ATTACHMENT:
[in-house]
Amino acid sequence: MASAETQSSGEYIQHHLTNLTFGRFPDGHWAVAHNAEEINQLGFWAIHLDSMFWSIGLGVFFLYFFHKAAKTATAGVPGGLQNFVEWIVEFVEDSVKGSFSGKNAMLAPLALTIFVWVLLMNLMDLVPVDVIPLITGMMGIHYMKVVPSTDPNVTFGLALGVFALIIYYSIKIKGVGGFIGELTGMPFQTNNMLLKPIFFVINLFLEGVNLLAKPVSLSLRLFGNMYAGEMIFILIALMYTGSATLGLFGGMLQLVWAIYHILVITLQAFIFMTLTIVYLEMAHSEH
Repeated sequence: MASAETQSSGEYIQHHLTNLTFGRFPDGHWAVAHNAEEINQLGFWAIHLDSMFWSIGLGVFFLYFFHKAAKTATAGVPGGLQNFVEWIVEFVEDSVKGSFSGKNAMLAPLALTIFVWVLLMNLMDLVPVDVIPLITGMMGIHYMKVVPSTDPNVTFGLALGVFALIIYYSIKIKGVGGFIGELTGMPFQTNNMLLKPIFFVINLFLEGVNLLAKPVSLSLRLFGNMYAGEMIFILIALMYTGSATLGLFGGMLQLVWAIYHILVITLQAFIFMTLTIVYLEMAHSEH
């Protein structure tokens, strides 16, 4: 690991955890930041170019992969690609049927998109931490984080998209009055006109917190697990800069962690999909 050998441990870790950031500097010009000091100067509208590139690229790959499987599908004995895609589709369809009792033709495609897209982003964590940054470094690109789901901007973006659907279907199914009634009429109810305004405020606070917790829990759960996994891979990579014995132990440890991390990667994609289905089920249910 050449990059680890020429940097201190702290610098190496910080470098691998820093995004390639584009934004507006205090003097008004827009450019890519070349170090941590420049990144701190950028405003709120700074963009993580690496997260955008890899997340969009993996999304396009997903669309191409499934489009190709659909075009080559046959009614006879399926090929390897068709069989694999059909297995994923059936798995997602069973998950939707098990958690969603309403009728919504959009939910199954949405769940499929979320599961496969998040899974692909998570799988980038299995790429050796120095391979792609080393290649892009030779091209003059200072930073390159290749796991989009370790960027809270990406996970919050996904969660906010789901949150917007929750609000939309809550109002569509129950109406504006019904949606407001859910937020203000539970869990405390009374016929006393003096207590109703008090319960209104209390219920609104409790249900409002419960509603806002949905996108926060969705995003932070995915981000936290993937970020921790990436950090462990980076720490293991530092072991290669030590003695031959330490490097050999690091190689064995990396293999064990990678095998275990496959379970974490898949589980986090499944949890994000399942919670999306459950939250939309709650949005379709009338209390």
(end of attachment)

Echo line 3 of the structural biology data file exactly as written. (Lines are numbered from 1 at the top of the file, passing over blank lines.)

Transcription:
Repeated sequence: MASAETQSSGEYIQHHLTNLTFGRFPDGHWAVAHNAEEINQLGFWAIHLDSMFWSIGLGVFFLYFFHKAAKTATAGVPGGLQNFVEWIVEFVEDSVKGSFSGKNAMLAPLALTIFVWVLLMNLMDLVPVDVIPLITGMMGIHYMKVVPSTDPNVTFGLALGVFALIIYYSIKIKGVGGFIGELTGMPFQTNNMLLKPIFFVINLFLEGVNLLAKPVSLSLRLFGNMYAGEMIFILIALMYTGSATLGLFGGMLQLVWAIYHILVITLQAFIFMTLTIVYLEMAHSEH